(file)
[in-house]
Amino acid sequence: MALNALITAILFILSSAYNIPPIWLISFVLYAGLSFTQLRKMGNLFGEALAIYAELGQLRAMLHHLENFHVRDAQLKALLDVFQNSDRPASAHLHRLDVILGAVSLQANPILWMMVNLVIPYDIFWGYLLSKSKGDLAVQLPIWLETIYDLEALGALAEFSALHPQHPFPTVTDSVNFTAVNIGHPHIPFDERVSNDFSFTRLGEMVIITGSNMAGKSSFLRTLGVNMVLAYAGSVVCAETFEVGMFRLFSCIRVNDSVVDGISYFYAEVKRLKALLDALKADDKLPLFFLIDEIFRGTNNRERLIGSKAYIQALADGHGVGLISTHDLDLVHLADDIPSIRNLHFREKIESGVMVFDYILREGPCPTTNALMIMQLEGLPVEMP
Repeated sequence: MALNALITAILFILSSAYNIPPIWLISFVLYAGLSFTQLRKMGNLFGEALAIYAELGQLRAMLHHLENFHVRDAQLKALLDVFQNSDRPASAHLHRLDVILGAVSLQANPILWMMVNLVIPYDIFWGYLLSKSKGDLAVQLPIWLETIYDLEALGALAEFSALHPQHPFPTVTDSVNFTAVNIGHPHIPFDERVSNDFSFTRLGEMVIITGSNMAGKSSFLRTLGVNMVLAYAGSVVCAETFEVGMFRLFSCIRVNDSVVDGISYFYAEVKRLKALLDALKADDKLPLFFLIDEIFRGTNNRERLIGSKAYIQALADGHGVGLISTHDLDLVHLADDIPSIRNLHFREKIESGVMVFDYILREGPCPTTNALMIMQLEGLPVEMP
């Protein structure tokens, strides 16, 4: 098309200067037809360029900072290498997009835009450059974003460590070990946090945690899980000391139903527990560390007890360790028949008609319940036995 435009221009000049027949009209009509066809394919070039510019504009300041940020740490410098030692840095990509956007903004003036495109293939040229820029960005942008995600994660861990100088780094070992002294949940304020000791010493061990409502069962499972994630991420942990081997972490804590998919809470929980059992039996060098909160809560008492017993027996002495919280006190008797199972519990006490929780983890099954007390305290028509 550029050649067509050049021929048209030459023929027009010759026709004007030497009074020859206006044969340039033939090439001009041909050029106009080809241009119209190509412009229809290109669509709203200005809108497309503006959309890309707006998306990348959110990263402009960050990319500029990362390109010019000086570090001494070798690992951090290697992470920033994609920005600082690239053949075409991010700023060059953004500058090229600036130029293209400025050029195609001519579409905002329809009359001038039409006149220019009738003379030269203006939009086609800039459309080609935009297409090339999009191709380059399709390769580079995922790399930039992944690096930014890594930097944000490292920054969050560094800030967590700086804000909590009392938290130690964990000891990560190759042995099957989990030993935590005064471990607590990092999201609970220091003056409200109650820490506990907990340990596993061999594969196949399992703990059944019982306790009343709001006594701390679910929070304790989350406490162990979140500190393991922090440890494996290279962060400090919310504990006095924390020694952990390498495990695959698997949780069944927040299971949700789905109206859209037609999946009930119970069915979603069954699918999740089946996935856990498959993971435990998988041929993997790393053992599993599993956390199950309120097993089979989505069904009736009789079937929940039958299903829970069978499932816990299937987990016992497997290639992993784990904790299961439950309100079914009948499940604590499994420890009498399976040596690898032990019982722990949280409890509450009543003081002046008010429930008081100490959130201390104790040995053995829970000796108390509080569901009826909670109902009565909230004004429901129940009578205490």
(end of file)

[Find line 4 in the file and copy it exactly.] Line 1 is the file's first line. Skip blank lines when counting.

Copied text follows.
């Protein structure tokens, strides 16, 4: 098309200067037809360029900072290498997009835009450059974003460590070990946090945690899980000391139903527990560390007890360790028949008609319940036995 435009221009000049027949009209009509066809394919070039510019504009300041940020740490410098030692840095990509956007903004003036495109293939040229820029960005942008995600994660861990100088780094070992002294949940304020000791010493061990409502069962499972994630991420942990081997972490804590998919809470929980059992039996060098909160809560008492017993027996002495919280006190008797199972519990006490929780983890099954007390305290028509 550029050649067509050049021929048209030459023929027009010759026709004007030497009074020859206006044969340039033939090439001009041909050029106009080809241009119209190509412009229809290109669509709203200005809108497309503006959309890309707006998306990348959110990263402009960050990319500029990362390109010019000086570090001494070798690992951090290697992470920033994609920005600082690239053949075409991010700023060059953004500058090229600036130029293209400025050029195609001519579409905002329809009359001038039409006149220019009738003379030269203006939009086609800039459309080609935009297409090339999009191709380059399709390769580079995922790399930039992944690096930014890594930097944000490292920054969050560094800030967590700086804000909590009392938290130690964990000891990560190759042995099957989990030993935590005064471990607590990092999201609970220091003056409200109650820490506990907990340990596993061999594969196949399992703990059944019982306790009343709001006594701390679910929070304790989350406490162990979140500190393991922090440890494996290279962060400090919310504990006095924390020694952990390498495990695959698997949780069944927040299971949700789905109206859209037609999946009930119970069915979603069954699918999740089946996935856990498959993971435990998988041929993997790393053992599993599993956390199950309120097993089979989505069904009736009789079937929940039958299903829970069978499932816990299937987990016992497997290639992993784990904790299961439950309100079914009948499940604590499994420890009498399976040596690898032990019982722990949280409890509450009543003081002046008010429930008081100490959130201390104790040995053995829970000796108390509080569901009826909670109902009565909230004004429901129940009578205490």